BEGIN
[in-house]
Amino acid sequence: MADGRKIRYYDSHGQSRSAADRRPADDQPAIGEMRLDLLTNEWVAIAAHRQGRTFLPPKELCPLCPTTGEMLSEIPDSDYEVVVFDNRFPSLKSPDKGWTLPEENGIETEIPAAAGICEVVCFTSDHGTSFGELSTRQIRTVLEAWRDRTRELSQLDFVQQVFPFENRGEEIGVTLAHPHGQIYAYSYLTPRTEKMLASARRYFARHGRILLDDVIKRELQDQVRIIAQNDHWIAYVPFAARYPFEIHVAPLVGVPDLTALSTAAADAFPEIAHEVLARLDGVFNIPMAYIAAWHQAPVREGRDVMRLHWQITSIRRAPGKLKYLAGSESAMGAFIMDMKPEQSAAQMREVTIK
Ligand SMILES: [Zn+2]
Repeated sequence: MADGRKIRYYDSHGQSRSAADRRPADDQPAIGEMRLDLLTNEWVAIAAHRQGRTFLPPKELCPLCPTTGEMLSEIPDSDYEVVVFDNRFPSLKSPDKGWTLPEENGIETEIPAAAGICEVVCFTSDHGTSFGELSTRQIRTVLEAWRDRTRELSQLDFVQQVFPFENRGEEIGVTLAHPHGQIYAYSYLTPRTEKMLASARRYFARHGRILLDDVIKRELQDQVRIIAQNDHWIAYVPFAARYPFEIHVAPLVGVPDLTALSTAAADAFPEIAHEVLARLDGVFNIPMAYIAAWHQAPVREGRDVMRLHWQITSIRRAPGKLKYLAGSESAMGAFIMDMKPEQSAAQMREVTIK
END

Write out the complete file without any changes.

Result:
[in-house]
Amino acid sequence: MADGRKIRYYDSHGQSRSAADRRPADDQPAIGEMRLDLLTNEWVAIAAHRQGRTFLPPKELCPLCPTTGEMLSEIPDSDYEVVVFDNRFPSLKSPDKGWTLPEENGIETEIPAAAGICEVVCFTSDHGTSFGELSTRQIRTVLEAWRDRTRELSQLDFVQQVFPFENRGEEIGVTLAHPHGQIYAYSYLTPRTEKMLASARRYFARHGRILLDDVIKRELQDQVRIIAQNDHWIAYVPFAARYPFEIHVAPLVGVPDLTALSTAAADAFPEIAHEVLARLDGVFNIPMAYIAAWHQAPVREGRDVMRLHWQITSIRRAPGKLKYLAGSESAMGAFIMDMKPEQSAAQMREVTIK
Ligand SMILES: [Zn+2]
Repeated sequence: MADGRKIRYYDSHGQSRSAADRRPADDQPAIGEMRLDLLTNEWVAIAAHRQGRTFLPPKELCPLCPTTGEMLSEIPDSDYEVVVFDNRFPSLKSPDKGWTLPEENGIETEIPAAAGICEVVCFTSDHGTSFGELSTRQIRTVLEAWRDRTRELSQLDFVQQVFPFENRGEEIGVTLAHPHGQIYAYSYLTPRTEKMLASARRYFARHGRILLDDVIKRELQDQVRIIAQNDHWIAYVPFAARYPFEIHVAPLVGVPDLTALSTAAADAFPEIAHEVLARLDGVFNIPMAYIAAWHQAPVREGRDVMRLHWQITSIRRAPGKLKYLAGSESAMGAFIMDMKPEQSAAQMREVTIK